Silver Sparrow by Tayari Jones
Book Review / Social Issues

Silver Sparrow by Tayari Jones

Silver Sparrow by Tayari Jones
Silver Sparrow by Tayari Jones
 

Book: Silver Sparrow
Author: Tayari Jones

Publication: Algonquin

Pages: 368

Price: Click the link

 

Introduction:

Silver Sparrow is the third novel by the American author Tayari Jones, which was first published in 2011. Tayari Jones (born November 30, 1970) is an American author. An American Marriage is her best-known work

The book opens  with the poem “ A Daughter is a Colony” by  Natasha Trethewey:

“A daughter is a colony

a territory, a progeny,

a spitting image

like Athena sprung

from her father’s head:

chip off the old block,

issue and spawn;

a namesake, a wishbone-

loyalist and traitor-

a native, an other,

a subject, a study,

a history, a half-blood,

a continent dark and strange.”

There was no need to quote a long poem … which readers may feel. But when I sit to write something on this book I feel if I don’t quote the poem then I will say nothing…the poem itself is the pith of this book, the essence, the underlying theme. You can call it a book of father and daughters or two sisters…both are simultaneously poignant and true.

Two Narrators, Two Sisters:

Part-I: Narrator Dana Lynn Yarboro.

James  Witherspoon’s daughter from her second wife.

Her voice knocks the reader at the very first sentence:  “My Father, James Witherspoon, is a bigamist. He was already married ten years when he first clamped eyes on my mother.”

Part-II: Narrator Bunny Chaurisse Witherspoon

James  Witherspoon’s daughter from her first wife.

Story-Line:

The story unfurls with a secret in Dana’s life that shatters her: “…leave me wounded and broken-winged for life”

Dana disclosed a fact to her drawing teacher that her father has two families at the same time. It was her childish innocence as she in her drawing class drew her family members where her father’s wife and daughter were also present. And this incident when she narrates to her father he forbade her to tell anyone. It is a secret that he had two wives.

“Your other wife and your other girl is a secret?” I asked him.
He put me down from his lap, so we could look each other in the face. “No. You’ve got it the wrong way around. Dana, you are the one that’s a secret.”
This crushed her heart and infused fear and insecurities that she suffered till the end of the novel or after that. Her mother even after knowing that James had a wife agreed to this illicit relationship and forced him to marry her when she conceive to get a name for her baby. She knew that the second marriage in the presence of his first wife is totally illegal. But she demanded it.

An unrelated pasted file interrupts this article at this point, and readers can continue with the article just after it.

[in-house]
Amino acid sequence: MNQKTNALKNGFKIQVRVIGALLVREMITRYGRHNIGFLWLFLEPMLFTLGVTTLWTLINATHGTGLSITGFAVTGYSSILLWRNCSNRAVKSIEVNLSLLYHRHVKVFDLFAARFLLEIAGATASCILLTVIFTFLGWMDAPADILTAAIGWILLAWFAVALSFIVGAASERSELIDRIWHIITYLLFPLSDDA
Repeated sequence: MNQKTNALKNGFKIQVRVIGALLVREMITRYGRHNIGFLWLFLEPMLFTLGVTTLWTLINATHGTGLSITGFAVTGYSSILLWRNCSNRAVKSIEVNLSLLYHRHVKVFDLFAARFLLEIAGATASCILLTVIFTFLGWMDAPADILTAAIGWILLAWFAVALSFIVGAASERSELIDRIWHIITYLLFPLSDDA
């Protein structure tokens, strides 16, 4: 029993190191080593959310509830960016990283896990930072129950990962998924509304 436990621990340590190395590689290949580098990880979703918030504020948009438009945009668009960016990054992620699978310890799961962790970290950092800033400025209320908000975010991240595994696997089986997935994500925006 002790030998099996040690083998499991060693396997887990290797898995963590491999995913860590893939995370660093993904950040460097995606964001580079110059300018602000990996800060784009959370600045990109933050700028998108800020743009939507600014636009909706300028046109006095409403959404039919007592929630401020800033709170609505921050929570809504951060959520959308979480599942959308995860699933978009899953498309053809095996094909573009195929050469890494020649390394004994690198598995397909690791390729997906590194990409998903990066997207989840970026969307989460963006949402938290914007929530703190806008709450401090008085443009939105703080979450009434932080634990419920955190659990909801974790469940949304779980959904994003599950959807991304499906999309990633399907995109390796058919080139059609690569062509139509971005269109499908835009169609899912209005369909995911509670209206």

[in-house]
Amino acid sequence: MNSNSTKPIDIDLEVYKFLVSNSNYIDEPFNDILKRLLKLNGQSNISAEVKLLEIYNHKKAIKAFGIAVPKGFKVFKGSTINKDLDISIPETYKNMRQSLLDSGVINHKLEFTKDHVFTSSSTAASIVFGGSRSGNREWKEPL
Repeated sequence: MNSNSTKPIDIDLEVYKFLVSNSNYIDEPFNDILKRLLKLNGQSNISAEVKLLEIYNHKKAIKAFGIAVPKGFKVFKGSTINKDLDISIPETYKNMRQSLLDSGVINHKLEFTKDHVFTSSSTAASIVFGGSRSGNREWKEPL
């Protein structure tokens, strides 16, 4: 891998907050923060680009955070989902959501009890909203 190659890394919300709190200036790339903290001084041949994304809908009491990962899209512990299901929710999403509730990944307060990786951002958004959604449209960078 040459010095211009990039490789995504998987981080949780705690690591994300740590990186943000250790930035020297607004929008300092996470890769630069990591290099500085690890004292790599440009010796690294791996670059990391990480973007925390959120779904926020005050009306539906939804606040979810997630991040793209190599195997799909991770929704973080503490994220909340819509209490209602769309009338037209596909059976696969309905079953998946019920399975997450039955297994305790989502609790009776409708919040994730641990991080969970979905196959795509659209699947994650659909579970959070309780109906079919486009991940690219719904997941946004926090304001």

“Of course, she knew the marriage wouldn’t be legal, but it would be something, better than nothing. Even an illegal marriage would save me from being a bastard.”

In her adolescence, she got into a relationship with Marcus McCready, but her uneasiness and fear never left her alone. She was a secret. She was non-existence. She was a lie. She had not the right to claim her right as a daughter in front of the world.

“Marcus let me know that other girls didn’t behave like this, which only aggravated the situation. This flinching had become worse than a reflex; it was a stammer of the body.” But though she tried to avoid James’s other daughter Chaurisse their meeting was predestined and their doom. They became good friends. Dana kept her identity a secret. They met an accident and when Chaurisse called her father without paying heed to Dana’s consistent pleading the secret spilt out. James left Dana in a bad situation and went away in hurry with his other daughter. This incident enraged Dana’s mother to extreme rebellion who was suffering till now silently.

She disclosed the truth to  Chaurisse’s mother. It led to catastrophes in their relationships. James abandoned Dana and her mother. He negotiated with his ist wife and lived with her.

“I’m your daughter.”
“Everybody knows that now,” James said. “That’s what you wanted. You got it.”

 “ You made me do that,” he said. “You and Gwen have turned me into an animal.”

The novel ends with the meeting of Chaurisse and Dana after fifteen long years.

Best Quotes that Speak the Hearts of the Characters:

Without my mother, I was as useless as a single shoe. Dana

All my life, I’d wanted a sister. How many times had my mother said how sorry she was that I was an only child? That’s what happened when you want something too much. Life, it seemed, was a long con, rotten with dirty tricks. Chaurisse

Looking at the city lights, I wondered if James had other children like me. I had gone to the soiree, not looking for my father, not trying to spoil anything, but hoping to see Chaurisse. I was going to ask her if maybe we could be sisters. It wasn’t our fault what our parents had done to each other. Dana

PEOPLE SAY, THAT which doesn’t kill you makes you stronger. But they are wrong. What doesn’t kill you, doesn’t kill you. That’s all you get. Sometimes, you just have to hope that’s enough. Dana

Alvina’s Verdict:

I love Dana as well as I love Chaurisse. But I don’t love their injudicious parents. The novel has a strong narrative thrust that keeps me glued to the lives of the characters, particularly those sisters. Their life entangled in the social trap and the mayhem of relationships fall apart in confusion and catastrophe. I feel interested in  Tayari Jones’s writing style and choice of theme and wish to read more from her.

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Author

munu.ruku2020@gmail.com
Hi, I'm Munmun here and welcome to my book review blog. I'm an English Teacher. But more than that I love to read books and write down my thoughts. I feel we can change the world by circulating the introspections of great columnists throughout the world. You are free to contact me at munu.ruku2020@gmail.com.

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